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|Title:||Colon cancer surveillance in inflammatory bowel disease: unclear gain but no psychological pain?|
|Citation:||Internal Medicine Journal, 2014; 44(2):131-138|
|R. Mountifield, P. Bampton, R. Prosser, A. Mikocka-Walus and J. M. Andrews|
|Abstract:||BACKGROUND: Surveillance for colorectal neoplasia in inflammatory bowel disease (IBD) is widely practised despite a lack of convincing mortality reduction. The psychological impact of this approach is largely unexplored. AIM: To examine psychological well-being among IBD subjects undergoing colonoscopic surveillance for colorectal cancer (CRC). METHODS: A cross-sectional study was performed by interrogating an IBD database for subjects currently enrolled in colonoscopic surveillance programmes. Identified surveillance subjects were age- and gender-matched with IBD control subjects not meeting surveillance criteria. Subjects were mailed a questionnaire including demographic details, the Short Form 36 (SF-36) survey to assess quality of life, the Spielberger State-Trait Personality Inventory, the Multidimensional Health Locus of Control, and a Risk Perception Questionnaire. RESULTS: One hundred and thirty-nine of 286 (49%) subjects responded, 53% male, 46% Crohn disease. Fifty-six per cent respondents were in the surveillance group. Surveillance subjects were older (55.4 vs 51.1 years; P = .048) with longer disease duration, but otherwise had comparable demographics with controls. Overall, quality of life was not significantly different between cohorts (mean SF-36 63.82 vs 65.48; P = 0.70). Groups did not differ on any locus of control classification (P = 0.52), nor was there any difference between mean scores on 'state' subscales of the Spielberger State-Trait Personality Inventory: anxiety (P = 0.91), curiosity (P = 0.12), anger (P = 0.81) or depression (P = 0.70). Both groups grossly overestimated their perceived lifetime risk of CRC at 50%, with no difference between surveillance and control subjects (P = 1.0). CONCLUSIONS: Enrolment in colonoscopic colon cancer surveillance does not appear to impair psychological well-being in individuals with IBD despite longer disease duration. IBD patients overestimate their risk of CRC.|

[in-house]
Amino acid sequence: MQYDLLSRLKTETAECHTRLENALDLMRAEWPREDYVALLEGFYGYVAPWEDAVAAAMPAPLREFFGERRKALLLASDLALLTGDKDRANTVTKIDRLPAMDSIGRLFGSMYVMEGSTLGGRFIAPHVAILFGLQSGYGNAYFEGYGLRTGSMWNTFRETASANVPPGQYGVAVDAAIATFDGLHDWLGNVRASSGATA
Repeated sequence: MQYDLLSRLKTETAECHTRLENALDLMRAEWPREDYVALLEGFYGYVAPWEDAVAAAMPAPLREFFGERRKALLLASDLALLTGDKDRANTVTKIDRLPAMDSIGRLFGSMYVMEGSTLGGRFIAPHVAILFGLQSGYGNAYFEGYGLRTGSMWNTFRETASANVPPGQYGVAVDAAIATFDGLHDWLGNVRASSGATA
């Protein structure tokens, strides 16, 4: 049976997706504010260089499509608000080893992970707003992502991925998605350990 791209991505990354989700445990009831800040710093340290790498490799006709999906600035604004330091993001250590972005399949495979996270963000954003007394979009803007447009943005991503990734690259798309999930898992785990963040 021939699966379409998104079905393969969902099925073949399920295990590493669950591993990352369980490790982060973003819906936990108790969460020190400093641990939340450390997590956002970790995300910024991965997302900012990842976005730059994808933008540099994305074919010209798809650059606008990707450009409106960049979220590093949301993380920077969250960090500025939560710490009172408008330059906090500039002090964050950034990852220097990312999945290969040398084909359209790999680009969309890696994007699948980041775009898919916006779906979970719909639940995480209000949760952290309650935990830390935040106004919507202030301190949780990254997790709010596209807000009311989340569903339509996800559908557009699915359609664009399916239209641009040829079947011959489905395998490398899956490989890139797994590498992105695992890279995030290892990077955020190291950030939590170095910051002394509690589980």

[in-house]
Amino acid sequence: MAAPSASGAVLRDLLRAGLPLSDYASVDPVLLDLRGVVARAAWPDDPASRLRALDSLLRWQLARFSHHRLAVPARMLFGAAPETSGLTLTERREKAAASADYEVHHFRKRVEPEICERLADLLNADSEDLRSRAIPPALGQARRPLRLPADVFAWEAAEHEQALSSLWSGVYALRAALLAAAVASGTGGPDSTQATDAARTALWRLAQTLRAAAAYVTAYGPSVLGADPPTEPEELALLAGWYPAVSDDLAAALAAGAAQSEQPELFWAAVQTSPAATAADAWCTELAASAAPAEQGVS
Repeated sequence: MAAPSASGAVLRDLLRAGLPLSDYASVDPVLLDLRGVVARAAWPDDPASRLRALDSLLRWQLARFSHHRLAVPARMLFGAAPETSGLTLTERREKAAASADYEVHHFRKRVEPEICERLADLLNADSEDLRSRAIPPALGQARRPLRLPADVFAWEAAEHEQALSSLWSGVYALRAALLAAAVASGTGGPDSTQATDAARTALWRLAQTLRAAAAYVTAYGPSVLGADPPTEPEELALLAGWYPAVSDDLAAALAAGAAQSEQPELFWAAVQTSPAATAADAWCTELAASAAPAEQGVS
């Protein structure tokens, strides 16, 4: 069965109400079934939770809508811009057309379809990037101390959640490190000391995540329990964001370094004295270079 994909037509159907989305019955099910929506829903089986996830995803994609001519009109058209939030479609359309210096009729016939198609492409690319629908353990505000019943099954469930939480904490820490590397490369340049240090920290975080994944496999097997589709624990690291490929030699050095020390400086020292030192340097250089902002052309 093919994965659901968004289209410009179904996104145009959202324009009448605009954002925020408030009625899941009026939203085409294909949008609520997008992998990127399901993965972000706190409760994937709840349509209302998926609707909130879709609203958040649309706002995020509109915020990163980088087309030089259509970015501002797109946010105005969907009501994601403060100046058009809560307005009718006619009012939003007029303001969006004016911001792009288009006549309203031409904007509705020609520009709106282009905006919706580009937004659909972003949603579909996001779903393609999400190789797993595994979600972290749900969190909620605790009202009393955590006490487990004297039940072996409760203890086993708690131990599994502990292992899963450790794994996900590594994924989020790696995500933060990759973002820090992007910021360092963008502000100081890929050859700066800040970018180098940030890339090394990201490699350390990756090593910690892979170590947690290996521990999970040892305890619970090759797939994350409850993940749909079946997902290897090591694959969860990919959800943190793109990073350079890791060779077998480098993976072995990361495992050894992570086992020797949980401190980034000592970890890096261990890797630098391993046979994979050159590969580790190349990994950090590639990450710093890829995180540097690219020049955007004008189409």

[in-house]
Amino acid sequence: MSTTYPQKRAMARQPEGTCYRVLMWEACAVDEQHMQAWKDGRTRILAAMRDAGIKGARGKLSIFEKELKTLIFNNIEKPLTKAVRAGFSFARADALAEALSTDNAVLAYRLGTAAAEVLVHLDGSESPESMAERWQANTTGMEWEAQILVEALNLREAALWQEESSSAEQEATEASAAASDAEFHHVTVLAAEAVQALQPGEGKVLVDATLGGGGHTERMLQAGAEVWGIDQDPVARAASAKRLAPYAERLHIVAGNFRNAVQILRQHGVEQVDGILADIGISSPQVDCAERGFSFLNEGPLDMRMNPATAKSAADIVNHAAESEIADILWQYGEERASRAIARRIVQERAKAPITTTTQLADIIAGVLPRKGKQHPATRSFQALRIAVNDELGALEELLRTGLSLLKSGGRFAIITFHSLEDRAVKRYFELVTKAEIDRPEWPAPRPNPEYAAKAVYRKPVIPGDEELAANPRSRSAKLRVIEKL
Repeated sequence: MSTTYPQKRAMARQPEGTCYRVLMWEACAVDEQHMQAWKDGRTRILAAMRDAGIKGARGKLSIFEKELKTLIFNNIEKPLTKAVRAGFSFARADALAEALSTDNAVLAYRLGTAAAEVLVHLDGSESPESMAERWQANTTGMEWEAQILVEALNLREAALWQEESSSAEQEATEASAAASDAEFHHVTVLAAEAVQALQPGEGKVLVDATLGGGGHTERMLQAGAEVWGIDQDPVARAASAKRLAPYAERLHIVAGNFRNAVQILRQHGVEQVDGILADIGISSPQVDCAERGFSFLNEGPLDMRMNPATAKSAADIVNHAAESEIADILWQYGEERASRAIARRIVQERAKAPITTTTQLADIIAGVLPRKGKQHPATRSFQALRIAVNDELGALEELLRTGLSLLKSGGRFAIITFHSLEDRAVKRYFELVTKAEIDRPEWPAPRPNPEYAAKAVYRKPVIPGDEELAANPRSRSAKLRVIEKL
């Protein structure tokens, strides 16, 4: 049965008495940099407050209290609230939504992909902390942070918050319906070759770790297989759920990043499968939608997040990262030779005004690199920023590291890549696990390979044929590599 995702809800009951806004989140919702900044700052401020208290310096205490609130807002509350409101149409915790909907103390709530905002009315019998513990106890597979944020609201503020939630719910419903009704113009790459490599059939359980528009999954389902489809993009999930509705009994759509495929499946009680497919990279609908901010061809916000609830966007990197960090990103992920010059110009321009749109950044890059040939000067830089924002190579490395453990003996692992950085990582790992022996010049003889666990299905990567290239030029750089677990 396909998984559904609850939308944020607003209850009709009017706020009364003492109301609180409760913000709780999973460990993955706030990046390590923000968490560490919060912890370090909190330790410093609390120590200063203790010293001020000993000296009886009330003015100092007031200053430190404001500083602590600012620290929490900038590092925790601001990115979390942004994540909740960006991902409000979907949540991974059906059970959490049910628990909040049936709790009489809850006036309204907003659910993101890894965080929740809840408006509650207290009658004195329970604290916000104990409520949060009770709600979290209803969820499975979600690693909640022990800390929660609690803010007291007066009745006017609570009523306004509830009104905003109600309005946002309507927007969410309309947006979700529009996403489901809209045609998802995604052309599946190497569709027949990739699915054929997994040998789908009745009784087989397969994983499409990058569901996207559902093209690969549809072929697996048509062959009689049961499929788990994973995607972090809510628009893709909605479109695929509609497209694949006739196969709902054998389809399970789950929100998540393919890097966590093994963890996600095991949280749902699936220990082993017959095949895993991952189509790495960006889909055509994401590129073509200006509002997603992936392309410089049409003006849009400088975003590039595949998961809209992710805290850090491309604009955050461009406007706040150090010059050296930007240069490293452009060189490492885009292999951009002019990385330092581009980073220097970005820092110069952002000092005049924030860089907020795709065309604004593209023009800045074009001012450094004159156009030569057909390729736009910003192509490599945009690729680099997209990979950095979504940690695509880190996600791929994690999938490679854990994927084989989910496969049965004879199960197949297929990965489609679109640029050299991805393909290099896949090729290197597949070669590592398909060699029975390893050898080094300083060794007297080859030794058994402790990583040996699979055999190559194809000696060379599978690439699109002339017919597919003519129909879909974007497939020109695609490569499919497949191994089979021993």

|Keywords:||inflammatory bowel disease; cancer surveillance; anxiety; risk perception; CRC|
|Rights:||© 2013 The Authors; Internal Medicine Journal © 2013 Royal Australasian College of Physicians|
|Appears in Collections:||Medicine publications|
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